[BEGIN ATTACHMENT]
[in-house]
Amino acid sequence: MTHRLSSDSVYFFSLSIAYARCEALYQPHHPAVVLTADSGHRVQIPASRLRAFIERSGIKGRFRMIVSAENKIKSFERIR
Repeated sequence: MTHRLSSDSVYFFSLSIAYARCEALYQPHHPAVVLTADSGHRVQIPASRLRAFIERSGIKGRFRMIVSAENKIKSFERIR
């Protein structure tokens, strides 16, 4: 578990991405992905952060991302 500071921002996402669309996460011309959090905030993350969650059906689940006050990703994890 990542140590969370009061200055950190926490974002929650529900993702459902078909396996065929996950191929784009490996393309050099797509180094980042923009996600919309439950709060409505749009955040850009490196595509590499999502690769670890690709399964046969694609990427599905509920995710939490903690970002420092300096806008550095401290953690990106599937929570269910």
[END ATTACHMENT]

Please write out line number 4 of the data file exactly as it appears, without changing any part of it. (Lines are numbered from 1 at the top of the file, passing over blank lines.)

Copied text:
């Protein structure tokens, strides 16, 4: 578990991405992905952060991302 500071921002996402669309996460011309959090905030993350969650059906689940006050990703994890 990542140590969370009061200055950190926490974002929650529900993702459902078909396996065929996950191929784009490996393309050099797509180094980042923009996600919309439950709060409505749009955040850009490196595509590499999502690769670890690709399964046969694609990427599905509920995710939490903690970002420092300096806008550095401290953690990106599937929570269910």